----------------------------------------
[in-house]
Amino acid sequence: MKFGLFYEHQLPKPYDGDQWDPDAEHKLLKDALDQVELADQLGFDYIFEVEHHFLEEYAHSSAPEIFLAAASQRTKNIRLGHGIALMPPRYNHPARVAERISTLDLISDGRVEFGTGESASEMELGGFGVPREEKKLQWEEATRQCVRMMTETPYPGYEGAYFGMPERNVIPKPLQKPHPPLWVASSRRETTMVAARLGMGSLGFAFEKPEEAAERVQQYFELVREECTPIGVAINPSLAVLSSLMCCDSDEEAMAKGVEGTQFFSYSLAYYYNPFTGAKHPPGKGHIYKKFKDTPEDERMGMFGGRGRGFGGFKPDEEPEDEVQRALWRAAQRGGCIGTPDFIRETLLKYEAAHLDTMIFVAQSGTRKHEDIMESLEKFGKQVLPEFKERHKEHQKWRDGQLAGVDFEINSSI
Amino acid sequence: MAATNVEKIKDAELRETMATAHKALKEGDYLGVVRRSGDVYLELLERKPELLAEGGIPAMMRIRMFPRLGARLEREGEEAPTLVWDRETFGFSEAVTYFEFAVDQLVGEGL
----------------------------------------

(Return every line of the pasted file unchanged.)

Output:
[in-house]
Amino acid sequence: MKFGLFYEHQLPKPYDGDQWDPDAEHKLLKDALDQVELADQLGFDYIFEVEHHFLEEYAHSSAPEIFLAAASQRTKNIRLGHGIALMPPRYNHPARVAERISTLDLISDGRVEFGTGESASEMELGGFGVPREEKKLQWEEATRQCVRMMTETPYPGYEGAYFGMPERNVIPKPLQKPHPPLWVASSRRETTMVAARLGMGSLGFAFEKPEEAAERVQQYFELVREECTPIGVAINPSLAVLSSLMCCDSDEEAMAKGVEGTQFFSYSLAYYYNPFTGAKHPPGKGHIYKKFKDTPEDERMGMFGGRGRGFGGFKPDEEPEDEVQRALWRAAQRGGCIGTPDFIRETLLKYEAAHLDTMIFVAQSGTRKHEDIMESLEKFGKQVLPEFKERHKEHQKWRDGQLAGVDFEINSSI
Amino acid sequence: MAATNVEKIKDAELRETMATAHKALKEGDYLGVVRRSGDVYLELLERKPELLAEGGIPAMMRIRMFPRLGARLEREGEEAPTLVWDRETFGFSEAVTYFEFAVDQLVGEGL